COVID continues to be a problem, despite vaccination. Masks do reduce viral transmission. PPE is more effective than other masks but is still only 98% protective when worn and of course, provides no protection when not worn. FFP3 masks are even more effective than surgical masks.

 

Outside its host cells, SARS-CoV2 is more vulnerable, even to substances (virus blockers) harmless to man, such as fucoidan (brown seaweed which is "anti-flu" and an anti inflammatory), carrageenan (red seaweed clinically proven to protect against SARS-CoV-2 infection in health care personnel treated with an iota-carrageenan nasal spray), liquorice and menthol.

 

The eScent team are working with ENT/Allergy advisors Dr Glenis Scadding (Royal ENT Hospital / UCLH) and Prof Pete Smith (Queensland Allergy Service, Australia) to look at how we can enhance the protection of our NHS staff - we suggest a combination approach: the use of an FFP3 mask plus automated intermittent use (via eScent) of a nasal virus blocker spray at donning and doffing (for example, algae nasal spray). This would provide continued protection during staff meal breaks, should stop virus colonisation of the nasal passages, and reduce viral transmission to others. In addition, the mask is reusable, reducing the vast amounts of waste currently being generated which is devastating ecosystems and polluting oceans.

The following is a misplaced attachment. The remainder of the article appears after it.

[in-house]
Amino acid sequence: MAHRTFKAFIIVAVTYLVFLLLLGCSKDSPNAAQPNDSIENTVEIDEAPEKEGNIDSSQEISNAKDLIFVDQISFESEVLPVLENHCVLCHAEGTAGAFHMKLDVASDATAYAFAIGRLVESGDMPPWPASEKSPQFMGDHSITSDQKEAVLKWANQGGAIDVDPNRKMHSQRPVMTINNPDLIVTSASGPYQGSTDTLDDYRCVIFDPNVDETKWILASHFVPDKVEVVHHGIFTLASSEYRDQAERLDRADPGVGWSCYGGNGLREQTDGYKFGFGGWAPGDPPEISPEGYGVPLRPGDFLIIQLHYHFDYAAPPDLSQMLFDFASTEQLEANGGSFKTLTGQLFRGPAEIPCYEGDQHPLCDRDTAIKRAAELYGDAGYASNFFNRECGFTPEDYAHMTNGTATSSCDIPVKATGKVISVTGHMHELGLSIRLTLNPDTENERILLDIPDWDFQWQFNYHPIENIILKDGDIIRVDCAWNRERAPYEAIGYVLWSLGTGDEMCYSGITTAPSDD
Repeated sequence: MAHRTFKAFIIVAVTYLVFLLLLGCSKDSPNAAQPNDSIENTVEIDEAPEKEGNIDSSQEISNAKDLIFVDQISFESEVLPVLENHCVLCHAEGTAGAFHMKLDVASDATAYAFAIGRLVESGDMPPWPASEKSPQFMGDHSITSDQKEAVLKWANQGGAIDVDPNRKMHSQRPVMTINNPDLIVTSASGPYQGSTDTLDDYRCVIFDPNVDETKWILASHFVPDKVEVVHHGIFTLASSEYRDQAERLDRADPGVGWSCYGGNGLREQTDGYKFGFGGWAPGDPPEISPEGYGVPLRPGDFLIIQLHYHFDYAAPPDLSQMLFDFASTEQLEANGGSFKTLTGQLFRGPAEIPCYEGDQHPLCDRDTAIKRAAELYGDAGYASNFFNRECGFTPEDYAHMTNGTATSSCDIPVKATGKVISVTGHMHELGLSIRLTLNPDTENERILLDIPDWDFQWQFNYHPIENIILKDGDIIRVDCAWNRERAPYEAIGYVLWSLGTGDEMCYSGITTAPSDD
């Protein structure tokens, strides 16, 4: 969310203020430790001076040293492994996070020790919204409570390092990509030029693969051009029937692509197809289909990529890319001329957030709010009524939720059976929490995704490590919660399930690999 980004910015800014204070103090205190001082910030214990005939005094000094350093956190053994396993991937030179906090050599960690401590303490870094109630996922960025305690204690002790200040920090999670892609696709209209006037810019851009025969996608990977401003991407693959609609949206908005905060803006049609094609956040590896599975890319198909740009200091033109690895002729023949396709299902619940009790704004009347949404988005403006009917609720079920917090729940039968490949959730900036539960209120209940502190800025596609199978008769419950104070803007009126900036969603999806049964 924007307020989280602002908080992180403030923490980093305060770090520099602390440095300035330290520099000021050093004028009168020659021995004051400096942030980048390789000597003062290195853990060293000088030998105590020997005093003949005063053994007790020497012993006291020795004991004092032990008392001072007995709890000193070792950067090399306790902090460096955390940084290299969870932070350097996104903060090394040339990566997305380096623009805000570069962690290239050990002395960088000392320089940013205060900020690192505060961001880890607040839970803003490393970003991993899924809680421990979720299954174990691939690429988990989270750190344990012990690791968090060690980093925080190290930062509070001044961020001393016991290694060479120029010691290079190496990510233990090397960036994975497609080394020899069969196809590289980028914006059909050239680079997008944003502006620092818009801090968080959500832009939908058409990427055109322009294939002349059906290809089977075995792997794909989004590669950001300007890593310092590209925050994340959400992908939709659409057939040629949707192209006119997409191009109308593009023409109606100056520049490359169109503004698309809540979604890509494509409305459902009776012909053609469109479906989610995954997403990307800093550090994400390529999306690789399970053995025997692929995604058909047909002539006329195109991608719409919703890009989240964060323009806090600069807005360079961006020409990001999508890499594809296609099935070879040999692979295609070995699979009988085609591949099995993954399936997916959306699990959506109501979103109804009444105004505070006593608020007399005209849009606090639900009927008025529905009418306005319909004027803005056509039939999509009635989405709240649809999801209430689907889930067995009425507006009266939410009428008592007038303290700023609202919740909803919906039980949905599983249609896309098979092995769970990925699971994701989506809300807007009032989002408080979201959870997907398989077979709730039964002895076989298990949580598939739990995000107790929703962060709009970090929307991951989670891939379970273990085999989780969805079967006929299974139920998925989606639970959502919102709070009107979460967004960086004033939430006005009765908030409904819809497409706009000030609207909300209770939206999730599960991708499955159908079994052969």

eScent is a revolutionary transformative technology that made the 2022  #21towatch shortlist. It could change the face of FFP3 masks and the utility of natural virus blocking properties in real-life scenarios. Protected by six patents and funded by an InnovateUK "Sustainable Innovation Fund" Award, eScent is a wearable nebuliser that offers "personal protection assurance" via a patented liquid delivery system to help combat viruses.

Further work is needed to assess the effectiveness or otherwise of viral attachment inhibitors in vitro, then in vivo. Please contact us if you wish to partner on a study. 

Fucoidan - large brown seaweed kelps, Tasmania
Photo courtesy of Marinova, Tasmania